“His victory can also be seen as a reaction to the status quo,” Father Dennis Cephas Nimene told Crux.

“After 14 years of civil unrest [the Liberian civil war took place from 1989-2003] and the elections of Madam Sirleaf, Liberians wanted ‘so much’ from the government. Not meeting their perceived aspirations ultimately led to the change of government,” the priest said.

In this Jan. 7, 1996 file photo, AC Milan’s Liberian-born striker George Weah raises the Ballon d’Or trophy before the start of an Italian league A soccer match between Milan and Sampdoria in Milan, Italy. (Credit: Carlo Fumagalli/AP.)

The 51-year-old former striker – who earned the title African Footballer of the Century after playing for teams in the 1990s such as Monaco, Paris Saint-Germain, and AC Milan – defeated incumbent vice president Joseph Boakai, a former World Bank official on December 26, 2017.

Liberia – located on the west coast of Africa – was settled by freed American slaves in 1822. Declaring independence in 1847, it is the continent’s oldest republic.

In 1980, a military coup began the country’s decline into ungovernability, which culminated in civil war and the violent rule of warlord Charles Taylor.

After Taylor was driven from office in 2003, the United Nations helped oversee a transition which led to the 2005 elections won by Sirleaf.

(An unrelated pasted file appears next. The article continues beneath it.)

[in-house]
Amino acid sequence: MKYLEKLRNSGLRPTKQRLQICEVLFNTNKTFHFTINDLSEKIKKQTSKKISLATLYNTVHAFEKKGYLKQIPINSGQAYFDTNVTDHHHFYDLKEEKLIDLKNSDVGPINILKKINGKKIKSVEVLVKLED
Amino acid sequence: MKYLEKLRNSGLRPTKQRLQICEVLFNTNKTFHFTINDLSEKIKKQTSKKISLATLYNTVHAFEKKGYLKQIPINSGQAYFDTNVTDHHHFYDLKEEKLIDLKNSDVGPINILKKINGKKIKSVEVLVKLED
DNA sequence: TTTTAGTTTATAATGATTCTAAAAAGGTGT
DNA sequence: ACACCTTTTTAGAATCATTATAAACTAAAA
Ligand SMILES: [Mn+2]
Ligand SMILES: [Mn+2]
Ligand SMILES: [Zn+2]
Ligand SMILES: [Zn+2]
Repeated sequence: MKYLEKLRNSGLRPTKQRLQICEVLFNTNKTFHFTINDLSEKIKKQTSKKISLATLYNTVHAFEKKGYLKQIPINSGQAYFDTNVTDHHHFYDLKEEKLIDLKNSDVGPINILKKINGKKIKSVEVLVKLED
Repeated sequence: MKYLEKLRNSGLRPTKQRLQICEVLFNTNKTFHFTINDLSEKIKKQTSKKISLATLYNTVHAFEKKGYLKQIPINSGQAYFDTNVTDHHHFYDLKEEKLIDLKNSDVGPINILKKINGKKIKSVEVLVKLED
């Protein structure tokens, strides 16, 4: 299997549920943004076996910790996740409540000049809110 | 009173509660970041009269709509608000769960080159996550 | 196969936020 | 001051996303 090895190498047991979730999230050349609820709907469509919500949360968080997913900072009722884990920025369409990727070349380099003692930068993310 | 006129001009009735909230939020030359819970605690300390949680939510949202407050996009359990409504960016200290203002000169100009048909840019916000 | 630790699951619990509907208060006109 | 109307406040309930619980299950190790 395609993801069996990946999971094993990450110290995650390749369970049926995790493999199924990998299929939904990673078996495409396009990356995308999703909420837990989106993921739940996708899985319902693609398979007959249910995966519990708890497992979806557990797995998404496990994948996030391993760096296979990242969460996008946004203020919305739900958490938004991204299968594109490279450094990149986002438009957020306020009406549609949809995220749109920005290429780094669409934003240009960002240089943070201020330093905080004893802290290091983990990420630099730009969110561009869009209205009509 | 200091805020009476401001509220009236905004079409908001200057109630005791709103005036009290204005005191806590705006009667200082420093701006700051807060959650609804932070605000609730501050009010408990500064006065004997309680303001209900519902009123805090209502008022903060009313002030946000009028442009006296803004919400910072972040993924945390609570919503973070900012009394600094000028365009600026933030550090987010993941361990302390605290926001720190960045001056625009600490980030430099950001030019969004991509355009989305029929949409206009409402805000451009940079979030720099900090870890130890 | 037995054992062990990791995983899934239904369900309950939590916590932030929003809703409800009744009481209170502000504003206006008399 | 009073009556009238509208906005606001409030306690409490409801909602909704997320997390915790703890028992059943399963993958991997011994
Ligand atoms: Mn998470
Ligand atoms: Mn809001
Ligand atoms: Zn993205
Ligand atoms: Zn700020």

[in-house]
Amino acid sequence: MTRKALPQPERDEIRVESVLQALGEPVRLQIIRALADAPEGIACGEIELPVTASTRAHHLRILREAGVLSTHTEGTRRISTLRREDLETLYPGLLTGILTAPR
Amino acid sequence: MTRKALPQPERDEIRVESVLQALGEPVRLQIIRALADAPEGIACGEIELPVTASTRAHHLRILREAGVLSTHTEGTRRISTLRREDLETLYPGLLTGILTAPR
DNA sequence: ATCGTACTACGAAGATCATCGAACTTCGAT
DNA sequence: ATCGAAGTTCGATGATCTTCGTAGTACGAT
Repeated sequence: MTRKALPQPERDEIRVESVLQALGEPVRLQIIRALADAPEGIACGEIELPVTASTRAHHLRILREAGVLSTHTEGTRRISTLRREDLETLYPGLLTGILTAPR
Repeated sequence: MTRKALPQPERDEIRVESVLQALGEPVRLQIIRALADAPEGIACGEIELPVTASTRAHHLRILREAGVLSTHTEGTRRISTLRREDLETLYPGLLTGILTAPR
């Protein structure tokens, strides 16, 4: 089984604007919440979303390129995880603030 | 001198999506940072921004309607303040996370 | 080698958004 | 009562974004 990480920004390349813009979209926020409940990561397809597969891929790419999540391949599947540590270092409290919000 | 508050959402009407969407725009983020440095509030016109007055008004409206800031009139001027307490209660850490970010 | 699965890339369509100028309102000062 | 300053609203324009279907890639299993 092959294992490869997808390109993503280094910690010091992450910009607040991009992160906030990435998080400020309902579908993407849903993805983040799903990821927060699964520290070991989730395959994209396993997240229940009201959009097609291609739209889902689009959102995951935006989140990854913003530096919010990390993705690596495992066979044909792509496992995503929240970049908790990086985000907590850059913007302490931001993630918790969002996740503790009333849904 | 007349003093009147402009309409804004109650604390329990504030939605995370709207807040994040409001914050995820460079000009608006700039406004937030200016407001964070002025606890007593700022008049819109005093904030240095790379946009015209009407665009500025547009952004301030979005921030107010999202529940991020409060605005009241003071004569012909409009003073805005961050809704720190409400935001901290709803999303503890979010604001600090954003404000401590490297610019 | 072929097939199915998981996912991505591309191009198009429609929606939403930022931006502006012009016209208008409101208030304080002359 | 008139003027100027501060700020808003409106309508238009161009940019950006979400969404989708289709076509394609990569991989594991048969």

Weah contested those elections – just two years after retiring from soccer – and lost.

In 2009, he won a senatorial seat, before a failed campaign for vice president in 2011.

After his December win, Weah called on Liberians living abroad to return to the country, announced corruption will no longer have a place in Liberia, and told foreign investors that “Liberia is open and ready for business.”

Nimene told Crux Weah’s victory is a sign the country is yearning for change after years of conflict, and an Ebola outbreak that killed thousands of people and worsened economic conditions.

Franciscan Sister Barbara Brillant, an American living in the Liberian capital of Monrovia, said young people especially wanted change, and that is why the voted for Weah.

“But the hope for a short-term improvement is scarce because the national economy is in pieces,” she told Fides, a Catholic news agency.

Briilant is right to be concerned: Unemployment is estimated to be as high as 85 percent, and the Liberian dollar has been falling against the U.S. dollar, and now trades on the streets at 130:1.

The country is also suffering a liquidity crisis, and the scarcity of cash means that commercial banks are reluctant to cash government checks or provide credit lines to government contractors.

Shortly after signing the 2017-2018 budget into law, Sirleaf discovered the government didn’t have the money. She later decided to freeze all payments of bonuses, severance allowances, and incentives to executives at state-owned enterprises, commissions, and other autonomous agencies of the government of Liberia.

Despite leaving Weah an economic mess to sort out, Sirleaf did give her successor one important piece of progress: Political stability.